Some suggestions for coping with the social isolation and Covid-19
These really are very challenging times for many people …around us and globally. There are justifiable and real concerns about the physical health of our loved ones, our own health and also concerns about our mental health too.
With social isolation comes the potential for loneliness, a lack of purpose, strained relationships, disappointments of cancelled events, worry about family and friends and many more things that can be harmful to our mental wellbeing.
So, what can we do to give ourselves, and those around us, the best chance of coping well with the current situation?
We can look after our physical health by keeping hydrated, really minimising all but absolutely essential physical contact with others, eating as healthily as we can, getting rest and good sleep and taking some exercise every day ….there are plenty of online resources -for those with access …and for those without online access …get creative! Problem solving gives us a ‘feel good’ reward so finding ways to do beneficial things, when we have limited resources, is doubly beneficial.
Our mental health is as much a part of our overall health as our physical health and this may be really challenged right now. These are a few things I have come across which may be helpful.
One of the challenges we may face is a lack of control over the circumstances we are in and what we can do. Most of us have quite a lot of control in our ‘normal’ lives …where we go, who we see, what we do with our down time -and control brings us some certainty and, in some ways, the feeling of freedom. On this point, I heard Stephen Fry, President of MIND charity, talking on the radio. Stephen Fry lives with bi-polar and has a personal understanding of depression. He suggested that, for those of us who are confined to being at home, making a timetable each day of how you are going to spend the day can give us a feeling of having more control.
What you put into your day is up to you, but some suggestions would be:
- some productive things such as work, DIY, gardening, sorting out/ decluttering, etc so we have some feeling of achievement at the end of each day
- some support for others such as making phone calls to those who may be isolated or to those who we know may have heightened anxiety or who are prone to depression or who are facing challenging times regardless of the Coronavirus. In addition to giving support to others we also feel some purpose and positivity of doing meaningful acts. We may be able to do things like mow a neighbour’s lawn or help them with rubbish bins etc. but only if this is safe to do and doesn’t risk unnecessary contact.
- some exercise. It is well reported and evidenced that exercise is good for our mental health as well as out physical health. Scientifically, it is well evidenced that exercise stimulates the body to produce endorphins and enkephalins, the body’s natural feel-good hormones which can help us to see problems as more manageable. Exercise also directly affects the brain -better blood supply results in improved neuronal health and in the hippocampus, an area of the brain which is critical to our mental health, exercise leads to the creation of new hippocampal neurons (neurogenesis) and there is gathering evidence that many mental health conditions are associated with reduced neurogenesis in the hippocampus. The evidence is particularly strong for depression. So do what you can, exercise wise, each day.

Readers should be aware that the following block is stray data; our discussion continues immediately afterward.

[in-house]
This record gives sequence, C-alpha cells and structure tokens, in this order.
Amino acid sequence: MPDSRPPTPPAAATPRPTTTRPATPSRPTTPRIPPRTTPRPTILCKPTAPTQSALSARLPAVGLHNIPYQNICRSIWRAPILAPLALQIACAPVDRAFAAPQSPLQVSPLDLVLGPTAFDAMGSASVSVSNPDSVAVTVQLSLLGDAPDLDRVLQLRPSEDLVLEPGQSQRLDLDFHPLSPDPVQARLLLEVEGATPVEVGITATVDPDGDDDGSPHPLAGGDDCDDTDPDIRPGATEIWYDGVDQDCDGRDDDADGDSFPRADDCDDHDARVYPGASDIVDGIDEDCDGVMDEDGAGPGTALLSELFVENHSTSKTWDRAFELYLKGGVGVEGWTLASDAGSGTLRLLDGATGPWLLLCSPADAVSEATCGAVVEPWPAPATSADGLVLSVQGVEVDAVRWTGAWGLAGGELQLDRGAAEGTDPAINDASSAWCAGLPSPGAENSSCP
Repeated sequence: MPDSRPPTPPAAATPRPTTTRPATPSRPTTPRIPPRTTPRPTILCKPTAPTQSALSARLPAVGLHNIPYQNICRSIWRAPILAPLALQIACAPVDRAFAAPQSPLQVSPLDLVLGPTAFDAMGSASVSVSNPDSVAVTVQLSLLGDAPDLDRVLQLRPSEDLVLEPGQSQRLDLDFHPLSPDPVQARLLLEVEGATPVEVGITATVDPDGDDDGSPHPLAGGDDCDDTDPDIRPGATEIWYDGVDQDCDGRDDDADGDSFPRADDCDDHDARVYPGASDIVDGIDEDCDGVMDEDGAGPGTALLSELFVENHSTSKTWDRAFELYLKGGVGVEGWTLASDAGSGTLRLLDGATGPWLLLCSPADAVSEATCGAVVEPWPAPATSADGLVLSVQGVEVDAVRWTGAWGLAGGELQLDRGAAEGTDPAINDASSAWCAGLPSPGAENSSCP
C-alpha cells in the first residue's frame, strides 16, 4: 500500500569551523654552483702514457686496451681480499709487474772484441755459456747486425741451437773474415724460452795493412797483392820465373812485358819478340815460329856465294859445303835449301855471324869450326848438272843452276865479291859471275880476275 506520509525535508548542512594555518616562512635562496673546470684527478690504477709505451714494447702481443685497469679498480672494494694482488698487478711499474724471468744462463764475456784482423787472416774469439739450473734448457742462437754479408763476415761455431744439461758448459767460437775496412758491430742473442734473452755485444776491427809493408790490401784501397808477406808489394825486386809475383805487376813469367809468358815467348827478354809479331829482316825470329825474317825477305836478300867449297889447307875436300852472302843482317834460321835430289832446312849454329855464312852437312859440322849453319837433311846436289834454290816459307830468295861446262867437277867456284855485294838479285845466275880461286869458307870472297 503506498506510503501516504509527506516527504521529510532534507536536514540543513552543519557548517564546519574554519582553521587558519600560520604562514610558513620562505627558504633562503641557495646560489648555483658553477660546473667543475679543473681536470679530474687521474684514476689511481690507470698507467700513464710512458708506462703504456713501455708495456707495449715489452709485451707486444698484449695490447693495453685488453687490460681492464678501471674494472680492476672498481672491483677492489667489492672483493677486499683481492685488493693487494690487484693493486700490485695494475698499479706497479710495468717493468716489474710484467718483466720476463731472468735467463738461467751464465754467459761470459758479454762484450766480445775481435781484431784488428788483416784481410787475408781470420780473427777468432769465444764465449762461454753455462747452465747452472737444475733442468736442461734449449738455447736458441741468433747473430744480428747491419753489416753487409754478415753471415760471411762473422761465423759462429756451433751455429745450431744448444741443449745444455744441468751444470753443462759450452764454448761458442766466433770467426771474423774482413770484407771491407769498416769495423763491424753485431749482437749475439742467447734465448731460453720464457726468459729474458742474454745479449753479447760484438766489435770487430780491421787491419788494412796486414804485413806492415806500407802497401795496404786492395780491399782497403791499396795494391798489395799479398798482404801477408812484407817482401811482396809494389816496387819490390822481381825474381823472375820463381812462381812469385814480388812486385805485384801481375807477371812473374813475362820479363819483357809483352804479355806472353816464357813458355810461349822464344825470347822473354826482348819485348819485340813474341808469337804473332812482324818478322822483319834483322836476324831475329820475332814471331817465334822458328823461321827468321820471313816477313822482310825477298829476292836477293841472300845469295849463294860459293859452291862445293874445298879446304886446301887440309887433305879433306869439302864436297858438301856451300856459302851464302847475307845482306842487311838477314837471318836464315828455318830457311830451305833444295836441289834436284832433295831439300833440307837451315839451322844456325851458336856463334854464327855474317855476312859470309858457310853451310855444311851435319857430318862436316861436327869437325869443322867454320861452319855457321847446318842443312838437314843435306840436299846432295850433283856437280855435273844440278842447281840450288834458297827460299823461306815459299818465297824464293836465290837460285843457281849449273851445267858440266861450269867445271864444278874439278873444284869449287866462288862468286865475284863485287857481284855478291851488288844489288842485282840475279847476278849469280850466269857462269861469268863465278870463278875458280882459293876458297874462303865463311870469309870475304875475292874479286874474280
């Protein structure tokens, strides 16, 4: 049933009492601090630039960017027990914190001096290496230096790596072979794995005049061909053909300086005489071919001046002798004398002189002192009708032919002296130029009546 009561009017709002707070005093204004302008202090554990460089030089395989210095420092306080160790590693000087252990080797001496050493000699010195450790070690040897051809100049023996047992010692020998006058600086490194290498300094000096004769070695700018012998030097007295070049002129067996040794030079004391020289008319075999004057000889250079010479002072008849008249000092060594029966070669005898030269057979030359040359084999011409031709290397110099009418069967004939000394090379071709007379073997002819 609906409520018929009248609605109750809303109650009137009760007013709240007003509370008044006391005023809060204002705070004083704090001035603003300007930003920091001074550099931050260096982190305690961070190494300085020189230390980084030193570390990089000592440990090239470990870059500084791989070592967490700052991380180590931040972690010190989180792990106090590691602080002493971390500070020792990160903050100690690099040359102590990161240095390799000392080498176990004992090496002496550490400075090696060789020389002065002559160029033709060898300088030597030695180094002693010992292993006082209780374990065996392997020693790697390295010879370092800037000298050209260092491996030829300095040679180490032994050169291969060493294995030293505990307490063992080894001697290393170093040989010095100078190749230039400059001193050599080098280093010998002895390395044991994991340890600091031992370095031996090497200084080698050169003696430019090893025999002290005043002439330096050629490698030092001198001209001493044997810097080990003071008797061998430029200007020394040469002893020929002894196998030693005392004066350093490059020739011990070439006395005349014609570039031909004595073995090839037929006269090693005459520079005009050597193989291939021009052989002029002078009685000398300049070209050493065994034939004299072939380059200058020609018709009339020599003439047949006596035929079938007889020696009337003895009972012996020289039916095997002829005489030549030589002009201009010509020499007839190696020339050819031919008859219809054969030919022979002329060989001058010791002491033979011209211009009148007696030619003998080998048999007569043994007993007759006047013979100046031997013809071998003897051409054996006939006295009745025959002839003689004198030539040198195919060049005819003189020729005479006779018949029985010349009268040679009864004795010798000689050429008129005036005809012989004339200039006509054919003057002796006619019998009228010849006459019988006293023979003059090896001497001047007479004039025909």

- some learning. For most people, the result of learning something new is the sense of personal growth which is a vital element of fulfilment. There are thousands of eLearning courses online or maybe you have a craft kit or a musical instrument you wanted to learn (though depending on your household circumstances, taking up the violin may not be appreciated by any fellow householders!).
- some pleasures. Thinking of things to timetable into your day which you enjoy can help to maintain a positive mindset. It could be a relaxing bath, reading a book you that has been collecting dust until you had time to read it, listening to some of your forgotten but loved CD’s or playlists, having a phone catch up with people you enjoy and perhaps don’t get time to speak to as much as you would like, baking or cooking that recipe you cut out of a magazine and haven’t found time to make, playing games, etc. Also, there are so many things have been made accessible to provide opportunities for entertainment. Many museums and art galleries around the world have virtual tours and there ais online streaming of operas, ballet and Broadway shows that we may not have otherwise been able to see and enjoy. A few I have found are; The Louvre, The Solomon R Guggenheim museum, National Gallery of Art, Metropolitan Museum of Art in New York, NASA Langley Research Centre -all offering virtual tours, The Royal Opera are screening free shows on line and there are Broadway shows you can stream too.
Depending on your household situation, you may to chose to do things which everyone can enjoy together.
It can be helpful to let go of trying to have so much control and think of ways to adapt and get the best from the changes we are having to make.
Look for new, and as many, ways of feeling pleasure, personal growth, purpose and connection as you can think of and keep you and those around you, as safe as you can. xx